With a keen ear for the machinations of a teacher’s mind, Watson (Asta in the Wings, 2009) deftly ratchets up the tension in...


Vera Lundy's had a little trouble letting go of her high school demons, so teaching 10th-grade English might not have been the wisest career choice.

When she was a student, Vera kept a notebook detailing all her unsavory thoughts about her classmates, particularly one: "If I could find a way to get rid of Heidi Duplessis, I would. I think first I'd duct-tape her to her car, and then I'd shave off her hair with a pair of clippers. If I could kill her and get away with it, I don't think I'd hesitate.'' Then Heidi was murdered. After one of the other girls stole Vera's notebook, Vera started getting menacing phone calls and was even roughed up, causing her to retreat into herself. Years later, Vera is working on a book about the mystery surrounding Heidi’s death; unfortunately for her, the confessed killer, Ivan Schlosser, died in prison before he could be brought to trial. Now another girl has turned up strangled. She was a student at the posh, independent all-girls school that has hired Vera as a long-term substitute. Vera finds herself drawn to Jensen Willard, her smartest student, a talented if morbid writer who thrives on Vera’s assignment to keep a journal. Intended to help the students draw personal connections to Catcher in the Rye, in Jensen’s hands the journal becomes a window into dark thoughts, indeed. One night, while walking home through the dark park, Vera stumbles upon the body of yet another student—one with whom she had recently argued. As the police investigation proceeds, Vera tries to connect the dots but only succeeds in making herself look more suspicious. And then Jensen disappears, launching Vera on a quest riddled with allusions to Holden Caulfield’s lost days in New York City. 

With a keen ear for the machinations of a teacher’s mind, Watson (Asta in the Wings, 2009) deftly ratchets up the tension in this riveting game of cat and mouse.

Pub Date: May 1, 2014

ISBN: 978-0-525-95437-8

Page Count: 352

Publisher: Dutton

Review Posted Online: March 6, 2014

Kirkus Reviews Issue: March 15, 2014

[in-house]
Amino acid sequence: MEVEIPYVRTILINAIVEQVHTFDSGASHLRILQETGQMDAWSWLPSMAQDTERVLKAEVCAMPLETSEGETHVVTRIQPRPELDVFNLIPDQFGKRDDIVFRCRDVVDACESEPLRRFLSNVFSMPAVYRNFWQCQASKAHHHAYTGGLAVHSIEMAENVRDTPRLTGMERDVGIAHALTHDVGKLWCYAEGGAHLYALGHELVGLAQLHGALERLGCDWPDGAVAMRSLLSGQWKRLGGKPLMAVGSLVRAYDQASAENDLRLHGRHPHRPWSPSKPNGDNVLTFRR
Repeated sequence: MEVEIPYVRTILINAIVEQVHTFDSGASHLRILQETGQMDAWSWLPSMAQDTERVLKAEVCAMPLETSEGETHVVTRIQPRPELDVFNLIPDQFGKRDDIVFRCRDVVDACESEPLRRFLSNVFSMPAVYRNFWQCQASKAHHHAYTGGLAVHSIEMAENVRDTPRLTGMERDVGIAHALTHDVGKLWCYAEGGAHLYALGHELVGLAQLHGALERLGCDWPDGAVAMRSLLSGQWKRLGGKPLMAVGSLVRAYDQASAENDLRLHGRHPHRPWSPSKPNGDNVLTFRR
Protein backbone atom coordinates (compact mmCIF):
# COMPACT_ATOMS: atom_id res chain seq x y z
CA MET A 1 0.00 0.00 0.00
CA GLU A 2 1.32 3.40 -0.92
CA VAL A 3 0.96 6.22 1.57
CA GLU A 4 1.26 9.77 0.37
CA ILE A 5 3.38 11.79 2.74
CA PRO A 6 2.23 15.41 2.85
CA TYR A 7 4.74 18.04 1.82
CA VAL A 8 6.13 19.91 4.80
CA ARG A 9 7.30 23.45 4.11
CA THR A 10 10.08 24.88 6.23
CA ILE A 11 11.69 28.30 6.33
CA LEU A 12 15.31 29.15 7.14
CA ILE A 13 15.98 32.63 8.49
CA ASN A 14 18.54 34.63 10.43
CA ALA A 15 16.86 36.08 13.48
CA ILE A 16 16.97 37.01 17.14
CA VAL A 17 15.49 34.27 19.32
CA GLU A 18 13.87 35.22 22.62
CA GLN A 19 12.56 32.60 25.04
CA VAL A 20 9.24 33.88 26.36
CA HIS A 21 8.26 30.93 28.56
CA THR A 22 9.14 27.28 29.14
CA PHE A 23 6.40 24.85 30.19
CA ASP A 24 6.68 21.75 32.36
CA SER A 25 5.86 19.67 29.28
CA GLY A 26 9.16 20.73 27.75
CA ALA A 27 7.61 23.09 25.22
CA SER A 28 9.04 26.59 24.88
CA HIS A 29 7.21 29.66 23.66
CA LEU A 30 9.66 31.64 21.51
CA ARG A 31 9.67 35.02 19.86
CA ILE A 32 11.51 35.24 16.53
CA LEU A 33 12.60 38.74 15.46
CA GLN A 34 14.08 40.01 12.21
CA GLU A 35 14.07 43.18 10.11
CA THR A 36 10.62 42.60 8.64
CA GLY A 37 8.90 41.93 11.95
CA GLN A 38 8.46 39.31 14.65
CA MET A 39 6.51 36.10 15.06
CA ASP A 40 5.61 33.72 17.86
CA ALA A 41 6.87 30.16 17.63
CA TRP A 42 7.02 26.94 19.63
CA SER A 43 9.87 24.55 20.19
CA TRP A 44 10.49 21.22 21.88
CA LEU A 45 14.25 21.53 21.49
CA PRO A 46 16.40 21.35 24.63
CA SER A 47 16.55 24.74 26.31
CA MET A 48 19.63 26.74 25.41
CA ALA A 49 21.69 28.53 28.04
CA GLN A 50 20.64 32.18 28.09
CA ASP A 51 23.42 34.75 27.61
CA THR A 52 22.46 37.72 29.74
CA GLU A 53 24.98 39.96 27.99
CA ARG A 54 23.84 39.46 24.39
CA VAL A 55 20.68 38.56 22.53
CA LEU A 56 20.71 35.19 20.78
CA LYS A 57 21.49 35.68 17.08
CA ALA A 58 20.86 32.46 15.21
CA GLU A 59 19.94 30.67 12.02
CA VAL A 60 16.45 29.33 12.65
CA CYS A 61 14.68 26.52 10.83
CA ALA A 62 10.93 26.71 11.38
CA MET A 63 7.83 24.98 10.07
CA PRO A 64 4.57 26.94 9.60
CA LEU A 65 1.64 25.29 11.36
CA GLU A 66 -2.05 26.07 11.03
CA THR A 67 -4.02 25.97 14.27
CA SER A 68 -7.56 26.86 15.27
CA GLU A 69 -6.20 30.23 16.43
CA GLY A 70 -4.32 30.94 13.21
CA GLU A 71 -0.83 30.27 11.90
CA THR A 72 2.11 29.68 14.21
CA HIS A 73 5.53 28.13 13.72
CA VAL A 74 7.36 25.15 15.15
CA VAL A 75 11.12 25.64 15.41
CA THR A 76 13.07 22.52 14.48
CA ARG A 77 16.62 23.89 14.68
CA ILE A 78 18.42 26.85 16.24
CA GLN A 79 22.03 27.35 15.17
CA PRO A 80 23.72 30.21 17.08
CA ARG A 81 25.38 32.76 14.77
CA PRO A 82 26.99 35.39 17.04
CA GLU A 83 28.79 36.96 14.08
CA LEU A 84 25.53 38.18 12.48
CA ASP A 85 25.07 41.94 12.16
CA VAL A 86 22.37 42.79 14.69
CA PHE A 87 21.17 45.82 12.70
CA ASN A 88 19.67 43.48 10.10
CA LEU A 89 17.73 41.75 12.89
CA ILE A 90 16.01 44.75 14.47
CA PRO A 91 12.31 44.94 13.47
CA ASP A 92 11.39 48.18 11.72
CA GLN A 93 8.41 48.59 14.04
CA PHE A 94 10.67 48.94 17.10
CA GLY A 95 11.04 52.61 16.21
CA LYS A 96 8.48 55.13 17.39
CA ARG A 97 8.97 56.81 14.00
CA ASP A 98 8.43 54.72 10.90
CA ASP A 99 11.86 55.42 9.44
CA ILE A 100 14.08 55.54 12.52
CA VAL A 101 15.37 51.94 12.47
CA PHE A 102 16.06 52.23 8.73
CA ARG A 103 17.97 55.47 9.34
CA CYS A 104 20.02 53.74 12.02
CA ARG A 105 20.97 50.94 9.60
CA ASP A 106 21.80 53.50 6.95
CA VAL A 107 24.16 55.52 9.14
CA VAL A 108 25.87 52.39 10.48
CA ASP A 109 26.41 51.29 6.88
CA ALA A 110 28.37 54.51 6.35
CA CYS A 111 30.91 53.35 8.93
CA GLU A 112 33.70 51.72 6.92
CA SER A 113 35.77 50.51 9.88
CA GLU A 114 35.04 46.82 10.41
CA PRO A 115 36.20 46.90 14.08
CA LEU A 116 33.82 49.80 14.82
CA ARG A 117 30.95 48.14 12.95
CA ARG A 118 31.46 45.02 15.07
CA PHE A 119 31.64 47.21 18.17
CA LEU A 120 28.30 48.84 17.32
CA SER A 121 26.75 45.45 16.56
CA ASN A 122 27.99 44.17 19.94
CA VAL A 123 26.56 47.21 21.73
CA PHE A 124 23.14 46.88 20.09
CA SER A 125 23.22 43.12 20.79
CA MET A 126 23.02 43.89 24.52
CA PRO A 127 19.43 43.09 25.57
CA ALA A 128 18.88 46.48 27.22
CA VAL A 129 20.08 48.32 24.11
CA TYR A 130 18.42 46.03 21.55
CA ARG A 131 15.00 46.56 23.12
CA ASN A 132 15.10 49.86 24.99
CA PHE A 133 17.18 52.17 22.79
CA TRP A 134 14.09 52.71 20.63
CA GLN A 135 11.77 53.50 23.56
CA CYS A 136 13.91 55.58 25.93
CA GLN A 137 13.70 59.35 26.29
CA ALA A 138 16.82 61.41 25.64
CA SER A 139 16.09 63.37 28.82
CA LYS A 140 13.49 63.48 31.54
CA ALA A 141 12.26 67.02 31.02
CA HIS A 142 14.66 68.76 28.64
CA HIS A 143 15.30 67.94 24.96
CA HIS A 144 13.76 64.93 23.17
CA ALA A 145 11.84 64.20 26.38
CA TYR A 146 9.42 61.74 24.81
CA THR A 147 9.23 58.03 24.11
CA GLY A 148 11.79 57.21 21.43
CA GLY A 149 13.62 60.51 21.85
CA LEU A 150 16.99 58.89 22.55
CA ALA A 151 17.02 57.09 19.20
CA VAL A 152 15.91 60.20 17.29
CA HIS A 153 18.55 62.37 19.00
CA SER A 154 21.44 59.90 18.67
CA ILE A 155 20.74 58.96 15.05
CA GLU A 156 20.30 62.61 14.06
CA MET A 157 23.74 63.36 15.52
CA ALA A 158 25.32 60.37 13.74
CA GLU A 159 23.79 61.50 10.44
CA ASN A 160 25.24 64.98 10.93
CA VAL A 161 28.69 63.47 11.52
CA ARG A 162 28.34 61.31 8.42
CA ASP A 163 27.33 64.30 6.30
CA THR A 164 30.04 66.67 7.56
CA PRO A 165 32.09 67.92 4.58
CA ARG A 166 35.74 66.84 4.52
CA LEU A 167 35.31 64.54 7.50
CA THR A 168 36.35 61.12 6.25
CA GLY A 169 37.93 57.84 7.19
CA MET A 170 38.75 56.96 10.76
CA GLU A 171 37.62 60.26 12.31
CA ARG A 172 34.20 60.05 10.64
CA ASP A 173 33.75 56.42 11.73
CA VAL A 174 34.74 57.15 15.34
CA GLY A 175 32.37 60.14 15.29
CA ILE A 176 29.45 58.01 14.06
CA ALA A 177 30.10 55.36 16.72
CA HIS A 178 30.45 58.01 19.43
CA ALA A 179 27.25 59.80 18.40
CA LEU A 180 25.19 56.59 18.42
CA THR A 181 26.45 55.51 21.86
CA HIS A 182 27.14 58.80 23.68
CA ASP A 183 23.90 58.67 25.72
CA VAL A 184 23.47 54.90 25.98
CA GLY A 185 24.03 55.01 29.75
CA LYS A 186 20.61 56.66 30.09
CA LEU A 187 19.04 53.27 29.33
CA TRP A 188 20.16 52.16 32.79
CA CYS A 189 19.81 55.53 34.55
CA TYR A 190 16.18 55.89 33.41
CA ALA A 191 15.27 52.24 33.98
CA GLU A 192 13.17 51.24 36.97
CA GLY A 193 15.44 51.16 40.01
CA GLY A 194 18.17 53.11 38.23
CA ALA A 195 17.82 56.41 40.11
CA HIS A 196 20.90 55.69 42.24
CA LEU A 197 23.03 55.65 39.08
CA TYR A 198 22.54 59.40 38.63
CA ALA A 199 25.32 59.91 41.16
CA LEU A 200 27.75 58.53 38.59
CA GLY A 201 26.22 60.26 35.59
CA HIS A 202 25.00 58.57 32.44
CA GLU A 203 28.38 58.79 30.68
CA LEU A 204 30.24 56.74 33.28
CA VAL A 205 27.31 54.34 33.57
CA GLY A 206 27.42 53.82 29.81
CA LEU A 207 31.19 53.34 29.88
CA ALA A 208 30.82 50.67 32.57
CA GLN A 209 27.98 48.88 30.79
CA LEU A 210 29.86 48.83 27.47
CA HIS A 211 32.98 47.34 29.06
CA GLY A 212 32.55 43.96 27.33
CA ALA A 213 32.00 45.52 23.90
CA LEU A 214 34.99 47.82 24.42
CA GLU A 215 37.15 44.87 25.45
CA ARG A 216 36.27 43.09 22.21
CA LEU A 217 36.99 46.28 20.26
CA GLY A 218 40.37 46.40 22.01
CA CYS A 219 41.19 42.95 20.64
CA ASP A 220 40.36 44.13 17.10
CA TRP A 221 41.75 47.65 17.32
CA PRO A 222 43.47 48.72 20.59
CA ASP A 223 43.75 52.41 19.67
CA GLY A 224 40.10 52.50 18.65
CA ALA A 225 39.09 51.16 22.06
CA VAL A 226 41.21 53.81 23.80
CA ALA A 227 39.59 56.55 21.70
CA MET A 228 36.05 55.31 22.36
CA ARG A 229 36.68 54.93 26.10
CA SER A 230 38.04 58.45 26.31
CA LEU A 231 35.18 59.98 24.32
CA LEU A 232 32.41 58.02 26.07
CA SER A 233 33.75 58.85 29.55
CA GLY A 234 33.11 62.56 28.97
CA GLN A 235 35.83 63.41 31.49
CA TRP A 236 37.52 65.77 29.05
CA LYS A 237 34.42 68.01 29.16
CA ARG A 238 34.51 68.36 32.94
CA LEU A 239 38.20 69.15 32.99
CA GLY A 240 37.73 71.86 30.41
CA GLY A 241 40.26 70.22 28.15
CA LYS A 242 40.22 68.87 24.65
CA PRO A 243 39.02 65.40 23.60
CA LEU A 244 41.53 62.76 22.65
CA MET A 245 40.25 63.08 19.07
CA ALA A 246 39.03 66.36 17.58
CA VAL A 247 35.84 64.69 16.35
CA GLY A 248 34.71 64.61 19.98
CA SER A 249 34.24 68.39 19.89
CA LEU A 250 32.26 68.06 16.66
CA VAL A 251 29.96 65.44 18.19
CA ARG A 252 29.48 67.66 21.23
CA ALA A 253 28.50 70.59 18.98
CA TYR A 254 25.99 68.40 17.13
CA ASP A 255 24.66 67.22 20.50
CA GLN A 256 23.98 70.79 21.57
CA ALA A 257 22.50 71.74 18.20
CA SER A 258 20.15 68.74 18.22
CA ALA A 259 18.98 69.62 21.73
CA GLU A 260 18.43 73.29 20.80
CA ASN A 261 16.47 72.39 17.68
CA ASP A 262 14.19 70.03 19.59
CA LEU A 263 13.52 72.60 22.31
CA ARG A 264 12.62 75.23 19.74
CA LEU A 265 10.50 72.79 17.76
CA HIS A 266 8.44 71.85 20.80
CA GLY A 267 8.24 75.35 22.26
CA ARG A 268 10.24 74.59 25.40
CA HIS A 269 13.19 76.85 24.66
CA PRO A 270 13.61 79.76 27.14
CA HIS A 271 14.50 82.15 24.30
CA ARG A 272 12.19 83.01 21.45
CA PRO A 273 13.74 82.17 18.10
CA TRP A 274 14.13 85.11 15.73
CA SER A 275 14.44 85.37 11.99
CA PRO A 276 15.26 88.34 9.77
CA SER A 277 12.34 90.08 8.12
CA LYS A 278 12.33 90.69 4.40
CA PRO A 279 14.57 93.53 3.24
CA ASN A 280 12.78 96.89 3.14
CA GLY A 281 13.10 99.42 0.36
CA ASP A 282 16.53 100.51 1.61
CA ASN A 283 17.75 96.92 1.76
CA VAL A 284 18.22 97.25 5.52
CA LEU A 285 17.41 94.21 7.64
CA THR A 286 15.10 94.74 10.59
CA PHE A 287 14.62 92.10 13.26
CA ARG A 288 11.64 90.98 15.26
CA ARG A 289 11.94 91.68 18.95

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A flabby, fervid melodrama of a high-strung Southern family from Conroy (The Great Santini, The Lords of Discipline), whose penchant for overwriting once again obscures a genuine talent. Tom Wingo is an unemployed South Carolinian football coach whose internist wife is having an affair with a pompous cardiac man. When he hears that his fierce, beautiful twin sister Savannah, a well-known New York poet, has once again attempted suicide, he escapes his present emasculation by flying north to meet Savannah's comely psychiatrist, Susan Lowenstein. Savannah, it turns out, is catatonic, and before the suicide attempt had completely assumed the identity of a dead friend—the implication being that she couldn't stand being a Wingo anymore. Susan (a shrink with a lot of time on her hands) says to Tom, "Will you stay in New York and tell me all you know?" and he does, for nearly 600 mostly-bloated pages of flashbacks depicting The Family Wingo of swampy Colleton County: a beautiful mother, a brutal shrimper father (the Great Santini alive and kicking), and Tom and Savannah's much-admired older brother, Luke. There are enough traumas here to fall an average-sized mental ward, but the biggie centers around Luke, who uses the skills learned as a Navy SEAL in Vietnam to fight a guerrilla war against the installation of a nuclear power plant in Colleton and is killed by the authorities. It's his death that precipitates the nervous breakdown that costs Tom his job, and Savannah, almost, her life. There may be a barely-glimpsed smaller novel buried in all this succotash (Tom's marriage and life as a football coach), but it's sadly overwhelmed by the book's clumsy central narrative device (flashback ad infinitum) and Conroy's pretentious prose style: ""There are no verdicts to childhood, only consequences, and the bright freight of memory. I speak now of the sun-struck, deeply lived-in days of my past.